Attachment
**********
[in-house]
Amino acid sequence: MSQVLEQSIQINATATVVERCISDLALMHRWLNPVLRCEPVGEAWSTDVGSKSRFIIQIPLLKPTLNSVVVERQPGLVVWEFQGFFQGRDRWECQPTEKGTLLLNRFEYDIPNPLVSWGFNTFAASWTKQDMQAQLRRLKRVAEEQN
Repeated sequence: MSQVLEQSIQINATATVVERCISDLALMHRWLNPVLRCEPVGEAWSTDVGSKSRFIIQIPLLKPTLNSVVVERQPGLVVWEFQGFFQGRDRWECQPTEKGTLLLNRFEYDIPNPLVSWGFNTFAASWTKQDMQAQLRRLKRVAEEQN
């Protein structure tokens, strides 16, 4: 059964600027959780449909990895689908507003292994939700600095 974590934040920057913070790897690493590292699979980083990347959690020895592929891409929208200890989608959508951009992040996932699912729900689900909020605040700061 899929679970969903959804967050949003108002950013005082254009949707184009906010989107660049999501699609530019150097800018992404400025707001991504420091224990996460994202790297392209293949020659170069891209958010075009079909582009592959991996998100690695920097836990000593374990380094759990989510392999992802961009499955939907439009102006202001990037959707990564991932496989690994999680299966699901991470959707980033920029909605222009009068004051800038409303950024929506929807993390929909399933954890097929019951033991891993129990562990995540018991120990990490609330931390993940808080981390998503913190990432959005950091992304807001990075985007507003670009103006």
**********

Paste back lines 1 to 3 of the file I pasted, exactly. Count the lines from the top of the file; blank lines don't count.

[in-house]
Amino acid sequence: MSQVLEQSIQINATATVVERCISDLALMHRWLNPVLRCEPVGEAWSTDVGSKSRFIIQIPLLKPTLNSVVVERQPGLVVWEFQGFFQGRDRWECQPTEKGTLLLNRFEYDIPNPLVSWGFNTFAASWTKQDMQAQLRRLKRVAEEQN
Repeated sequence: MSQVLEQSIQINATATVVERCISDLALMHRWLNPVLRCEPVGEAWSTDVGSKSRFIIQIPLLKPTLNSVVVERQPGLVVWEFQGFFQGRDRWECQPTEKGTLLLNRFEYDIPNPLVSWGFNTFAASWTKQDMQAQLRRLKRVAEEQN